HomeTrading NewsXerox’s CEO Has Died. What It Means for the Company.

Xerox’s CEO Has Died. What It Means for the Company.

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John Visentin.

Courtesy Xerox

Xerox Holdings shares are in the spotlight as investors respond to news that CEO and Vice Chairman John Visentin has died unexpectedly at age 59, a development that could trigger renewed speculation about a potential sale or breakup of the 116-year-old company.

The enterprise printing company (ticker:


) said late Wednesday that Visentin died as a result of “complications from an ongoing illness.” It named Steven Bandrowczak, a former


executive who has been president and chief operations officer of the company since 2018, as interim CEO.

A former


and HP executive, Visentin joined Xerox in the top job in May 2018 as part of an agreement that settled a proxy contest with investor Carl Icahn and the billionaire Darwin Deason. Deason became a large Xerox shareholders when he sold Affiliated Computer Services to Xerox for $6.4 billion in 2010.

At the time, Xerox agreed to immediately consider strategic alternatives. Investors continue to hope for an overhaul that would boost shareholder value.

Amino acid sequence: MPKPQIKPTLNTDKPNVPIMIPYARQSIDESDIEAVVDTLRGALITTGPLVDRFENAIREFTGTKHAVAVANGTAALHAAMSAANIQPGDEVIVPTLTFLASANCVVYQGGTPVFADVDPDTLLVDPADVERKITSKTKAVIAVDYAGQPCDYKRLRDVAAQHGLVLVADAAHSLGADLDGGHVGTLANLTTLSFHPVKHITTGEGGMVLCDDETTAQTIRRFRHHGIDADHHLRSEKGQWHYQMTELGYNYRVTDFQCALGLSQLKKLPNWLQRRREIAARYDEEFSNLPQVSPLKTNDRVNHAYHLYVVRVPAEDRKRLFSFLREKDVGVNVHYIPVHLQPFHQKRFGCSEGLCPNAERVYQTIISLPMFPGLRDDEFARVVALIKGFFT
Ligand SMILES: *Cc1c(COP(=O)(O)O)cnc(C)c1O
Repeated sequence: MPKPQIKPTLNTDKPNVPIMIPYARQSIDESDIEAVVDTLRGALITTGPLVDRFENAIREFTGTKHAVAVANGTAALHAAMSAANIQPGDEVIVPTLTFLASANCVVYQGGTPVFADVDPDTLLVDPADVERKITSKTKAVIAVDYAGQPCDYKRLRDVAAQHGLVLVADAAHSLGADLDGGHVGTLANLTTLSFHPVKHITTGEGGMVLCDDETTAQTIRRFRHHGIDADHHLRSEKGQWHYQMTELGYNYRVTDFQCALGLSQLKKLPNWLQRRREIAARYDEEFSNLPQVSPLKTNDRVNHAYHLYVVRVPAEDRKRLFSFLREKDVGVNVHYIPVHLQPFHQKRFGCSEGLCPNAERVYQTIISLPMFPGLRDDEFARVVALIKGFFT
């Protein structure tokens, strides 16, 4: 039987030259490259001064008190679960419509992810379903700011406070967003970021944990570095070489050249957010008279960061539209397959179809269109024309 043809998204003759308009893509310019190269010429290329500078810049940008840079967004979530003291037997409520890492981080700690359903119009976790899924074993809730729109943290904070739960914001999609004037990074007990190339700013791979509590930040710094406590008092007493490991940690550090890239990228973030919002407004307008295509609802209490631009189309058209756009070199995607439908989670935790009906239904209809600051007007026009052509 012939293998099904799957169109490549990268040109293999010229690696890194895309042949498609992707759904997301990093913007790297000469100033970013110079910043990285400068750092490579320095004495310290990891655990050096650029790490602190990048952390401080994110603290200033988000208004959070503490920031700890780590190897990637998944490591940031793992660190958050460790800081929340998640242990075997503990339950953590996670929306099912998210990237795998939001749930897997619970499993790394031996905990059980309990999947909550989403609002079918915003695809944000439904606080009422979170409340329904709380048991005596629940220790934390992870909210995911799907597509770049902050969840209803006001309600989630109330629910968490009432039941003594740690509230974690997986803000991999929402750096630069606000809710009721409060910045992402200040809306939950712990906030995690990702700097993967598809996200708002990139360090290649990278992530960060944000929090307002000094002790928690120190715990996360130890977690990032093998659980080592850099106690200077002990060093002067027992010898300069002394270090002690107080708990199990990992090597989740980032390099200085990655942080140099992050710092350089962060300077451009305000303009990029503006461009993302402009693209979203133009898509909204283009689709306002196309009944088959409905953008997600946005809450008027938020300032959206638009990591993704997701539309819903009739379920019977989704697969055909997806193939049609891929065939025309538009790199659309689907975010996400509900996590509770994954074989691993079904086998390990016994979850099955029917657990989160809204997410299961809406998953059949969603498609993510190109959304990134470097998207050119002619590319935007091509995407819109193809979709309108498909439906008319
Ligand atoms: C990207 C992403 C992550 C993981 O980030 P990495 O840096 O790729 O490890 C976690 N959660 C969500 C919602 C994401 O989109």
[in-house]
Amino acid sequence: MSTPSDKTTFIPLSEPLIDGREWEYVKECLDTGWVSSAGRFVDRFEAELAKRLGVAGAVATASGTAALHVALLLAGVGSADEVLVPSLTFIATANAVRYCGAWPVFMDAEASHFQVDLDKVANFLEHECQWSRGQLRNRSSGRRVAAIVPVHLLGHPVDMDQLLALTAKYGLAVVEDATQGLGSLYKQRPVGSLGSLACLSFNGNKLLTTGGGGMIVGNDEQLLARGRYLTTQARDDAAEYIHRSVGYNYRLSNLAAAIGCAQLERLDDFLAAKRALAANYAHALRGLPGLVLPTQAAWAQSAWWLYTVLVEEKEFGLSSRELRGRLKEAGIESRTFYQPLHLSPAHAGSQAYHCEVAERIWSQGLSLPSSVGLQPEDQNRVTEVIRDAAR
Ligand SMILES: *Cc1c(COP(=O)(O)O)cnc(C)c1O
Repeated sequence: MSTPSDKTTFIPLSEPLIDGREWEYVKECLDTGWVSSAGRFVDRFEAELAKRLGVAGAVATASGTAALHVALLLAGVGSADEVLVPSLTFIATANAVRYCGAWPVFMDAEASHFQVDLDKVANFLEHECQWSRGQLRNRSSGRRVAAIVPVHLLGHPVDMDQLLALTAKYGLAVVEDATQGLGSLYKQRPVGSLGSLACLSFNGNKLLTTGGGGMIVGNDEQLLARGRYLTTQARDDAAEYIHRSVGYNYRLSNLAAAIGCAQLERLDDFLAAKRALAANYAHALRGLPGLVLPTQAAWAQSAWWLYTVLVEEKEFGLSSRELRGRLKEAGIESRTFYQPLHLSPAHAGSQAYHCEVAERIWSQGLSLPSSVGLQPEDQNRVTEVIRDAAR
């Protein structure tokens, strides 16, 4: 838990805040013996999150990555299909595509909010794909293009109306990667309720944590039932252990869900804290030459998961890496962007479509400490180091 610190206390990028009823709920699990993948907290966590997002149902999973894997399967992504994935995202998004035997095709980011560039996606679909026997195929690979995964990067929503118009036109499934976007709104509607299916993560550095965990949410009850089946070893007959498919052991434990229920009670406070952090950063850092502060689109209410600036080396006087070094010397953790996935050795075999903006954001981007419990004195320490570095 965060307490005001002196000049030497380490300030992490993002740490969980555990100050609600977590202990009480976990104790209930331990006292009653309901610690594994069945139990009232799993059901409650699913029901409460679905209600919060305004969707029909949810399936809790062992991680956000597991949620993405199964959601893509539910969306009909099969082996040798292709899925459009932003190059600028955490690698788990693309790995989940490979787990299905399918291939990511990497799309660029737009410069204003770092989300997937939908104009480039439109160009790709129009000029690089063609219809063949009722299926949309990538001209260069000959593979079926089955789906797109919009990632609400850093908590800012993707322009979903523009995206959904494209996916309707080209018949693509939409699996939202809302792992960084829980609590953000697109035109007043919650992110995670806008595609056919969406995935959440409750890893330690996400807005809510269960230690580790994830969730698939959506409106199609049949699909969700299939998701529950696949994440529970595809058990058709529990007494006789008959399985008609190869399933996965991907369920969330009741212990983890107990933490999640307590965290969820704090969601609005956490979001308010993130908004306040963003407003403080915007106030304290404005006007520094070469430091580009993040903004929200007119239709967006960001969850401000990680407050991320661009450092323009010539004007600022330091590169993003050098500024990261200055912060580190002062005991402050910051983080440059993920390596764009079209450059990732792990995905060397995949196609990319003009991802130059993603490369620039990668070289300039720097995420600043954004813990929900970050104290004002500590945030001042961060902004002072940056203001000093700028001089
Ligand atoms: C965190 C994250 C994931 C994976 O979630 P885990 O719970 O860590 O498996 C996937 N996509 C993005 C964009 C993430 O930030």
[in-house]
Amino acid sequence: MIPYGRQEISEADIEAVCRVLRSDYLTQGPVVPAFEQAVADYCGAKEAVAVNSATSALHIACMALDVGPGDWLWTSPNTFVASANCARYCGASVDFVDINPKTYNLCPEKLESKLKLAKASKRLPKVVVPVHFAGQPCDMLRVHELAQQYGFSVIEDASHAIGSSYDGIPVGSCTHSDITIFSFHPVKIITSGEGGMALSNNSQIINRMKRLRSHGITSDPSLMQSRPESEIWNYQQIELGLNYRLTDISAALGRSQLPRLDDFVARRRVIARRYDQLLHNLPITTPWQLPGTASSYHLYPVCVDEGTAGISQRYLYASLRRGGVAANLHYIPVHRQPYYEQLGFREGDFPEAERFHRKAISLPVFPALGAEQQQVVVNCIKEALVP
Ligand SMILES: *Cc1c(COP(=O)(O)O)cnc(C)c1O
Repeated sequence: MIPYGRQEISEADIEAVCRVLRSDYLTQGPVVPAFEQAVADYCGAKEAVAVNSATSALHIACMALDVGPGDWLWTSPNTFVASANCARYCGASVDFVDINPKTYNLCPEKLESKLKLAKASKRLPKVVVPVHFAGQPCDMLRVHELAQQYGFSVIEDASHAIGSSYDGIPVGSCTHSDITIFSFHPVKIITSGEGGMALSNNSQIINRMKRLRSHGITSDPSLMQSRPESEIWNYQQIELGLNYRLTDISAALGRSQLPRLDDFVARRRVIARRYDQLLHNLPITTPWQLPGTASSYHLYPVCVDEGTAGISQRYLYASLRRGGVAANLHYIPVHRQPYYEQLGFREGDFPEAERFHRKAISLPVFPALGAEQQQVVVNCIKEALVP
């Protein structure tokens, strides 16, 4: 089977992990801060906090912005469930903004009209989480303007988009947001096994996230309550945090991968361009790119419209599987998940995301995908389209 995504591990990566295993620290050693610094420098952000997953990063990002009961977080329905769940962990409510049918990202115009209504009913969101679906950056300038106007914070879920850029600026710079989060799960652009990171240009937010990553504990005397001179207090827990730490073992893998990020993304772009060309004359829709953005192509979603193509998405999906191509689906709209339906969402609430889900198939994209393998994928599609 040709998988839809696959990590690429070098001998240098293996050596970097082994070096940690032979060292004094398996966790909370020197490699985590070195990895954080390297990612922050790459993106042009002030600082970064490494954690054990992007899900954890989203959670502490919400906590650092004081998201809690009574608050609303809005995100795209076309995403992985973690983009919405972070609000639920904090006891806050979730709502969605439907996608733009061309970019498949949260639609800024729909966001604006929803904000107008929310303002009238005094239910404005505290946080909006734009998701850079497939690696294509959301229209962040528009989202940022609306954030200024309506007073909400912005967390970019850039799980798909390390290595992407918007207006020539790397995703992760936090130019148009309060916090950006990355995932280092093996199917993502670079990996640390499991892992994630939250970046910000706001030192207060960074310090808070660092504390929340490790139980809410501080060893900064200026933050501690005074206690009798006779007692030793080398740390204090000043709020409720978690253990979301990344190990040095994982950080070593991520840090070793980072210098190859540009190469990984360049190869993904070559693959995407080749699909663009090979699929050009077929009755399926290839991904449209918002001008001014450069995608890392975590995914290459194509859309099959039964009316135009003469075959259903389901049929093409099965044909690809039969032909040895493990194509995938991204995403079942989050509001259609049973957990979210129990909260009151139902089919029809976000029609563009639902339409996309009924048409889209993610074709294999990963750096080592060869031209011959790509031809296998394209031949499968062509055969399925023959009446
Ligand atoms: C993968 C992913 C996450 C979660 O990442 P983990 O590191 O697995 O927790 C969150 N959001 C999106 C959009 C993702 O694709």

As part of that same agreement, Xerox in 2018 named

Icahn Enterprises

CEO Keith Cozza as chairman. Cozza recently stepped down from the Xerox board. In May, he was succeeded as chairman by James L. Nelson, the CEO of the real estate investment trust Global Net Lease.

As recently as the company’s first-quarter conference call, Visentin said Xerox was “increasingly looking to monetizing investments” in new areas through strategic transactions that could include the sale or merger of various businesses. DealReporter, a publication that focuses on mergers and acquisitions, wrote Thursday that with Visentin’s death, the odds of a sale of the company have increased.

Icahn still controls a stake of about 22% in Xerox. About two years ago, with Icahn’s enthusiastic support, Xerox made a bid to buy HP Inc. (HPQ), a much larger company but a key rival in enterprise printing. HP rejected the deal, and chose instead to adopt an aggressive capital return program that has spurred a substantial stock repurchase plan.

Down 2.4% on Thursday, Xerox shares have declined 35% so far this year.

Write to Eric J. Savitz at eric.savitz@barrons.com

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